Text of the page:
"He came from a humble background and built a persona that we can never forget. And I just feel that he made a real contribution to Dominica's development in this post-independence period, and his name will forever be etched in the annals of Dominica's nation's history," Gregoire said.
Painting a vivid picture of just how selfless the junior minister was, Father Branker John, the Grand Bay parish priest, told a candlelight vigil that the Registe would always prioritize the happiest and needs of others above his own and this was demonstrated following Hurricane Maria in 2017.
"If you all don't believe me, all you have to do is come to Grand Bay and see Ed's house. Since Hurricane Maria, Ed's house still has plywood covering all the entrances and windows and it is in a dilapidated state," he said. "I said to Ed, 'Ed, fix your house, man' and he would say to me 'Father, I have to help the people first, I will come after."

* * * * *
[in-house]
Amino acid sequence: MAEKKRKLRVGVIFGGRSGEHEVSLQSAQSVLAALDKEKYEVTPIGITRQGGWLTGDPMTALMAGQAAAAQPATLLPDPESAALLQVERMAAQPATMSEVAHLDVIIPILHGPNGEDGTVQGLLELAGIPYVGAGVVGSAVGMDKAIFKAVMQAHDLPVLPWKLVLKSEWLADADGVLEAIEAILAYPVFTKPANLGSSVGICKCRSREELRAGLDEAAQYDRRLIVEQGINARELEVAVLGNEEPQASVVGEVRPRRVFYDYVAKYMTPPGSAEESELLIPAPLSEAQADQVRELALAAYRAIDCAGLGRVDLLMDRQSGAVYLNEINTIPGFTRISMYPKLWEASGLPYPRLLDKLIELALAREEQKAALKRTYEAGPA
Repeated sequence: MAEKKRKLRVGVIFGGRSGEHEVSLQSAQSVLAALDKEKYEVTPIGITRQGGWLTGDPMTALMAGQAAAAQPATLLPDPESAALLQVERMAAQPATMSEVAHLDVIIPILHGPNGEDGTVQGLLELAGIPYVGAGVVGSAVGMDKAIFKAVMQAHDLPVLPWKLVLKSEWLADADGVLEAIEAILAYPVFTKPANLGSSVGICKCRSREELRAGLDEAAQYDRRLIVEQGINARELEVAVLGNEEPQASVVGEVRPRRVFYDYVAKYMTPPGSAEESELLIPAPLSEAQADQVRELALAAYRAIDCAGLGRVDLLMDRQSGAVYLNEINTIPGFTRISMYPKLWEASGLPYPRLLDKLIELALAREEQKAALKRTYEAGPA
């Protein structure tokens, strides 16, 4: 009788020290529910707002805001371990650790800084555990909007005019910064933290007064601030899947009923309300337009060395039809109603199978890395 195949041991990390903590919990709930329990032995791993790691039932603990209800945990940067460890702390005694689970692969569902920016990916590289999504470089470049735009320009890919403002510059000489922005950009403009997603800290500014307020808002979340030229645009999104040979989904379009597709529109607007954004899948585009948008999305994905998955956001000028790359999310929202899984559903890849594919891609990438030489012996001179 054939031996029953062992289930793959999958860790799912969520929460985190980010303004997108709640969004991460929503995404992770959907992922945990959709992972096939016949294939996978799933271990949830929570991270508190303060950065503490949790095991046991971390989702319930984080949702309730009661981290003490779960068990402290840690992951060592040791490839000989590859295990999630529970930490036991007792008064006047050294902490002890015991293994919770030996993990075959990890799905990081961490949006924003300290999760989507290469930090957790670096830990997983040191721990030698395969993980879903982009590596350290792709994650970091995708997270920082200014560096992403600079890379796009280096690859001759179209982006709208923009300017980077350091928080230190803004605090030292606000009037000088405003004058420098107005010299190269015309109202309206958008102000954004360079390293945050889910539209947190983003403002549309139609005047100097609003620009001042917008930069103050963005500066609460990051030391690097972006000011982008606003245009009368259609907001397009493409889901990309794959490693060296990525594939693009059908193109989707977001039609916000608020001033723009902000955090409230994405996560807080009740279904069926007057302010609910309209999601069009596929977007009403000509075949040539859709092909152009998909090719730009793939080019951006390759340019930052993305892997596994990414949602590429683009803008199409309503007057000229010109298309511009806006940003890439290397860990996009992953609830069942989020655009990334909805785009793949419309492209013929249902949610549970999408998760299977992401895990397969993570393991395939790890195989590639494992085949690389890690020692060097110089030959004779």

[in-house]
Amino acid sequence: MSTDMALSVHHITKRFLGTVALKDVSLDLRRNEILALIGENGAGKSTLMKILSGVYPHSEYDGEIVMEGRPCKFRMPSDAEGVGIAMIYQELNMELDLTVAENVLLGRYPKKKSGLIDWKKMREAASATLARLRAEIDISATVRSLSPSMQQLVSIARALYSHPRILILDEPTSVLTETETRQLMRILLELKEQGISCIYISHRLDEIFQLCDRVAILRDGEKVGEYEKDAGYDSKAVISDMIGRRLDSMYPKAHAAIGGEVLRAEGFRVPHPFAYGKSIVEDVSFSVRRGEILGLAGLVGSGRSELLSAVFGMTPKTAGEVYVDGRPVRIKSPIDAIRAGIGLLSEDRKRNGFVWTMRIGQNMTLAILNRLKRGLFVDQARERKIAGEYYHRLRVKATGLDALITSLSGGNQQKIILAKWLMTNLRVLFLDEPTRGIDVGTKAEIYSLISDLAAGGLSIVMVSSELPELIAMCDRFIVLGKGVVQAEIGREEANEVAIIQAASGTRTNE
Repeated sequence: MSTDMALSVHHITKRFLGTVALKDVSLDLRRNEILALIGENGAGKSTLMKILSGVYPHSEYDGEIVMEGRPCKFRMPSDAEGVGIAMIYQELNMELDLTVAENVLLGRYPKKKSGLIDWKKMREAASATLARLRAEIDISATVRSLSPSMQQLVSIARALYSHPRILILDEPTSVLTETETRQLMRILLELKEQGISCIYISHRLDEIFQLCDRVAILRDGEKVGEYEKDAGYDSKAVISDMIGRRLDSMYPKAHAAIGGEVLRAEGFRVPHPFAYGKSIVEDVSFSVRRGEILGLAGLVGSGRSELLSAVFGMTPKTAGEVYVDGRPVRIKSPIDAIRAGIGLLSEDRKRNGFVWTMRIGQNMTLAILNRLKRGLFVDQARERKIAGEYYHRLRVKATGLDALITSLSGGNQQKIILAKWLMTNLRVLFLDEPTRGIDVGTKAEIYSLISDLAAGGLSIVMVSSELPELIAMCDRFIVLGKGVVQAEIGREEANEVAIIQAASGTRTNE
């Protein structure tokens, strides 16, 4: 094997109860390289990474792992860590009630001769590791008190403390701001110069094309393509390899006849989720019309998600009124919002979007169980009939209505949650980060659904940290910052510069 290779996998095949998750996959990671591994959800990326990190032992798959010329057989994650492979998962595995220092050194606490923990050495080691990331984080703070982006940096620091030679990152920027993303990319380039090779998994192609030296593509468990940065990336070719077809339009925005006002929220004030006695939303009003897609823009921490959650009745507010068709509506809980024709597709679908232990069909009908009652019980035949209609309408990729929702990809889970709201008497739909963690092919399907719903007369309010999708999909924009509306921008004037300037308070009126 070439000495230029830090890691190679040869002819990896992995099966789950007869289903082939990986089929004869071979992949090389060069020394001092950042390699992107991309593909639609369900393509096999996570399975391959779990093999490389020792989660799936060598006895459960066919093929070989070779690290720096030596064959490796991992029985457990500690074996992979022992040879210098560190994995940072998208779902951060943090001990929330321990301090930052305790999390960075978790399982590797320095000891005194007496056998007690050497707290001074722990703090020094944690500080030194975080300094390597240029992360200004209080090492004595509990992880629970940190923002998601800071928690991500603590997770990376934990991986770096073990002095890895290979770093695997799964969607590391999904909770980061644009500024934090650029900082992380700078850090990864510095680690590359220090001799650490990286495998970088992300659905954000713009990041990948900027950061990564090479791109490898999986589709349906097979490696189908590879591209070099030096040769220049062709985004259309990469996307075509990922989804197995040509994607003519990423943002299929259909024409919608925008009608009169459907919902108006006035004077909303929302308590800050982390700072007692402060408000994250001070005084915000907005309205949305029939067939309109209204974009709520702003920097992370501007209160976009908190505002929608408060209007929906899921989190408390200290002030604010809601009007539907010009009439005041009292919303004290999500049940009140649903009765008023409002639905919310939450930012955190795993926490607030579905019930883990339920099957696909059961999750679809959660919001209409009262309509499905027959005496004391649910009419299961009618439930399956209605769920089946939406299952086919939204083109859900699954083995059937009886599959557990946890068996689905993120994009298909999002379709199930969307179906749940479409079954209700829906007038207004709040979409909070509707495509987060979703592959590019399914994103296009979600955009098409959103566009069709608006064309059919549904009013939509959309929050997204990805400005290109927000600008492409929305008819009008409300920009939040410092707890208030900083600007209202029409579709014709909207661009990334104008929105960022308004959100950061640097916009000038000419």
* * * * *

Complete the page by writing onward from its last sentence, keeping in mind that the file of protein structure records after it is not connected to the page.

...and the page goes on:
Before anyone else can attempt to fill Registe's big shoes, one of his comrades, Jeno Jacob, the manager of Dominica's landfill at the Dominica Solid Waste Management Corporation is calling for a "spiritual soul searching" within the community as he has said that "too much of our leaders or potential leaders are dying."
"First, we lost Pierre Charles, then Noreen John, then James Alexander and now Ed. We need to pray for our community to find out what's happening," Jacob said to the Sun.
He is also calling for a monument to be named in honour of Registe and Charles, who he credits for the advancement of the Grand Bay constituency.
This call has also been echoed by Registe's right-hand he proposed that the government name the newly built bridge which was damaged by Hurricane Maria after Registe, whom Cleo Letham spoke highly of as her childhood friend. So had plans to upgrade the road network and rebuild the community centre.
"I will miss him. The morning of his passing he called and he told me to prepare his favourite ginger tea for him and when he was going home he would pick it up. I am still waiting for him to come to collect it," she said.